In 2017, Montreal will celebrate 50 years since Expo 67, the year it welcomed over 50 million visitors, a feat not repeated since the Paris Exposition universelle in 1900. To mark the occasion, a chair symbolizing that period for a whole generation was recently re-launched.
Emile Metivier, the founder of IPL and a visionary inspired by the merging of that period’s international and local designs, took on the challenge of producing a chair made of HDPE plastic resin that required a sizeable mould. 60,000 of these relatively unknown and unnamed chairs were manufactured for the site of Expo 67. By the end of the 70s, close to 150,000 chairs had been sold before the concept was pulled from the market. In 1990 a Beauce company, Les Industries Emile Lachance, purchased the mould of the seat and started using it again.
August D., a new Quebec furniture and design products distributor, has relaunched the M.E67 Chair, which now features a metal structure manufactured in Quebec and was redesigned to promote a lighter, more contemporary look. The steel base’s design imitates the meshing of metal triangles forming the current spherical skeleton of the Biosphere, the former United States Pavilion, that famous geodesic globe conceived by Buckminster Fuller for Expo 67.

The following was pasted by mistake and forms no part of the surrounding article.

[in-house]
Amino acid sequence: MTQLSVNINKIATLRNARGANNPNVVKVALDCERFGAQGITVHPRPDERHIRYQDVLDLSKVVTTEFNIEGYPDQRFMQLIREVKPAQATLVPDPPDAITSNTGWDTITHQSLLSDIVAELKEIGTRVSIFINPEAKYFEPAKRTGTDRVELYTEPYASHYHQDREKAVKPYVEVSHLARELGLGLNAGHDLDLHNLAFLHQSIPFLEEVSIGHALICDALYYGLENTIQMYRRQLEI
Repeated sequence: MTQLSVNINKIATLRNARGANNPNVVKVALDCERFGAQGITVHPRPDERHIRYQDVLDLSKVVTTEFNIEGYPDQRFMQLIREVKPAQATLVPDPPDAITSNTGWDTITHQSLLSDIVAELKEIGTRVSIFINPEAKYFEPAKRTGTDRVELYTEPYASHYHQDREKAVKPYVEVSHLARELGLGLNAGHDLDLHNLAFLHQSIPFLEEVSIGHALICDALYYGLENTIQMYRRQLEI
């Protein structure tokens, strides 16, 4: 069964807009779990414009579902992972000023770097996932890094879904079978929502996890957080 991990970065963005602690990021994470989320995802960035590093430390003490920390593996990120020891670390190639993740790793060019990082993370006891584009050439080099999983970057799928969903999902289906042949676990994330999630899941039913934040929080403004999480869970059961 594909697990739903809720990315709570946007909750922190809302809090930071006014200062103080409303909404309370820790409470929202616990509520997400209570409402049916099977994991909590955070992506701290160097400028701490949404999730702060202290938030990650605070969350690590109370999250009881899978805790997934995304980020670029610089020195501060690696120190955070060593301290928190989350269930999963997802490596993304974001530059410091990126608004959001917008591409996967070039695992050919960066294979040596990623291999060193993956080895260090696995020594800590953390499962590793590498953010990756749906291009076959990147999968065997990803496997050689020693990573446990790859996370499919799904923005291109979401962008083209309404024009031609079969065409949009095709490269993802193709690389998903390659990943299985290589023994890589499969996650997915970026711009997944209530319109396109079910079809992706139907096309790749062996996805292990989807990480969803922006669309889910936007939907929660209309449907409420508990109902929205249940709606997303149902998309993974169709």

August D. was initiated by its founder Guyleine Bureau whose passion for the chairs and design of the 60’s motivated her to help everyone relive the Expo period through the Chair. “Even though a chair seems to be a basic object, it is more than the sum of its parts. Chairs reflect social and esthetic changes through time. No other piece of furniture presents so many possibilities of making and establishing connections. The success of a chair has always depended on the quality and range of relationships it creates while meeting a specific need. A chair’s shape and materials trigger physical and psychological connections with the individual who sits on it, as well as with its surroundings and the people around it,” says Bureau.